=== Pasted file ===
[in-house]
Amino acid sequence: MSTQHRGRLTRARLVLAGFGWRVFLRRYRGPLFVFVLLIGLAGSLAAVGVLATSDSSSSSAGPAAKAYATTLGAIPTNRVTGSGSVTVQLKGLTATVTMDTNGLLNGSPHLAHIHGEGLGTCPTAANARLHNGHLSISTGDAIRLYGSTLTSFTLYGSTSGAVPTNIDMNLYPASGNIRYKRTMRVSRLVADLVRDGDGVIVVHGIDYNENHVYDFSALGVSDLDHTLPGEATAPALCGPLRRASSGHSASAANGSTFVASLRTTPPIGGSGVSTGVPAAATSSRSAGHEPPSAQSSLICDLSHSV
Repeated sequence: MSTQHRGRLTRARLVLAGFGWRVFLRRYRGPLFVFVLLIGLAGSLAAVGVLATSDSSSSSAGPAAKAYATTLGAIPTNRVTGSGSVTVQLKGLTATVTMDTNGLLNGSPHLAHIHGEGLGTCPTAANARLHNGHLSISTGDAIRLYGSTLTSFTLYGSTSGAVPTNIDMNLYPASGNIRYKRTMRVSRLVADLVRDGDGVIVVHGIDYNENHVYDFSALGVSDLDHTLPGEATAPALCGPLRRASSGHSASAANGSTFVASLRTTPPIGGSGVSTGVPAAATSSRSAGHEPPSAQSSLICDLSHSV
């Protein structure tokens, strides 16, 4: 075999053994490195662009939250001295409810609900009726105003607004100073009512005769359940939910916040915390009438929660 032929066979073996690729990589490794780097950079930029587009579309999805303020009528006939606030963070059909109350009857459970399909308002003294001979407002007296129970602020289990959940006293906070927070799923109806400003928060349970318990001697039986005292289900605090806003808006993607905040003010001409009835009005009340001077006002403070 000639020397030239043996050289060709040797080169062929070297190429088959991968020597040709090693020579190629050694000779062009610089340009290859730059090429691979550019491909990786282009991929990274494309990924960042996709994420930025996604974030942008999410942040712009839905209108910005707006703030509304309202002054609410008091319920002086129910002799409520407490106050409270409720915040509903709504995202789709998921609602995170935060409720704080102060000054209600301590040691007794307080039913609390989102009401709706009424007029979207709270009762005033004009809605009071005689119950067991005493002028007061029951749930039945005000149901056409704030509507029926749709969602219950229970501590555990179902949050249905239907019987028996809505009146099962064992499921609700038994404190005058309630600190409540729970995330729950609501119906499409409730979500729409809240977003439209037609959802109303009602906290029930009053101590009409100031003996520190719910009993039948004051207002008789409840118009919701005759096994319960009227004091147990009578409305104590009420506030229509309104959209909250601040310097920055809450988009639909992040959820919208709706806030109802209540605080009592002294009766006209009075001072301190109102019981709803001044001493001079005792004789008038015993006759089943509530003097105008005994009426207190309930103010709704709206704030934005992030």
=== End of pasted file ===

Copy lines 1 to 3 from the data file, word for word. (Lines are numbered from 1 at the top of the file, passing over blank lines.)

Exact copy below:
[in-house]
Amino acid sequence: MSTQHRGRLTRARLVLAGFGWRVFLRRYRGPLFVFVLLIGLAGSLAAVGVLATSDSSSSSAGPAAKAYATTLGAIPTNRVTGSGSVTVQLKGLTATVTMDTNGLLNGSPHLAHIHGEGLGTCPTAANARLHNGHLSISTGDAIRLYGSTLTSFTLYGSTSGAVPTNIDMNLYPASGNIRYKRTMRVSRLVADLVRDGDGVIVVHGIDYNENHVYDFSALGVSDLDHTLPGEATAPALCGPLRRASSGHSASAANGSTFVASLRTTPPIGGSGVSTGVPAAATSSRSAGHEPPSAQSSLICDLSHSV
Repeated sequence: MSTQHRGRLTRARLVLAGFGWRVFLRRYRGPLFVFVLLIGLAGSLAAVGVLATSDSSSSSAGPAAKAYATTLGAIPTNRVTGSGSVTVQLKGLTATVTMDTNGLLNGSPHLAHIHGEGLGTCPTAANARLHNGHLSISTGDAIRLYGSTLTSFTLYGSTSGAVPTNIDMNLYPASGNIRYKRTMRVSRLVADLVRDGDGVIVVHGIDYNENHVYDFSALGVSDLDHTLPGEATAPALCGPLRRASSGHSASAANGSTFVASLRTTPPIGGSGVSTGVPAAATSSRSAGHEPPSAQSSLICDLSHSV